Purpose/Objectives: To describe nighttime sleep-wake patterns during a 12-hour night shift among school-age children with cancer receiving inpatient chemotherapy and relationships among nighttime sleep, environmental stimuli, medication doses, and symptoms during that shift.
Design: Exploratory, descriptive, multiple-case study.
Setting: Inpatient pediatric oncology unit at a tertiary pediatric hospital in the western United States.
Sample: 15 elementary school-age children with cancer receiving inpatient chemotherapy.
Methods: Wrist actigraphs measured sleep-wake patterns. Data loggers and sound pressure level meters measured bedside light, temperature, and sound levels. Medication doses and occurrences of pain, nausea, and vomiting were identified through chart review.
Main Research Variables: Minutes of sleep.
Findings: Sleep varied based on time of night (F = 56.27, p < 0.01), with sleep onset delayed past 10 pm. A basic mixed linear model identified significant fixed effects for sound (F = 50.87, p < 0.01) and light (F = 7.04, p < 0.01) on minutes of sleep. A backward regression model including sound, light, medication doses, pain, and nausea accounted for about 57% of the variance in sleep minutes (F = 62.85, p < 0.01).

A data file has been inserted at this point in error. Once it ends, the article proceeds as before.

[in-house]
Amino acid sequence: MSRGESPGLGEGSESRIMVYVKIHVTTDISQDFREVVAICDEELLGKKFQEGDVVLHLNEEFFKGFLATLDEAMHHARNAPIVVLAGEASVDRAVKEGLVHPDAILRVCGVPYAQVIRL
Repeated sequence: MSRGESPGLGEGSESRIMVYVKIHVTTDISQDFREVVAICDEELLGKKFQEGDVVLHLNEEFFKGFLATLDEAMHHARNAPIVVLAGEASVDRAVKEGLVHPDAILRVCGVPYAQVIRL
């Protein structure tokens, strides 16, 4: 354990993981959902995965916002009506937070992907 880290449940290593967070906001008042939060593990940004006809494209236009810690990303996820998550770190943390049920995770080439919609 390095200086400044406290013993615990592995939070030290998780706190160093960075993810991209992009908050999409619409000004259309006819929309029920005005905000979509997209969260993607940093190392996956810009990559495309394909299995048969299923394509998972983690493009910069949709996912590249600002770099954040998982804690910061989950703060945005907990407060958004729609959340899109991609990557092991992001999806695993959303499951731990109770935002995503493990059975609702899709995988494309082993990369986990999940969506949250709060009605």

Conclusions: Sleep was marked by frequent awakenings, limiting children's ability to experience full sleep cycles. Multiple factors—in particular, excessive sound levels—compromise sleep quantity and quality throughout the night.
Implications for Nursing: Efforts to develop and test individualized and system-based interventions to modify the hospital care environment to promote nighttime sleep are needed. Oncology nurses have the opportunity to influence the care environment at an individual level and to influence unit-based practices to promote a healthy nighttime sleep environment.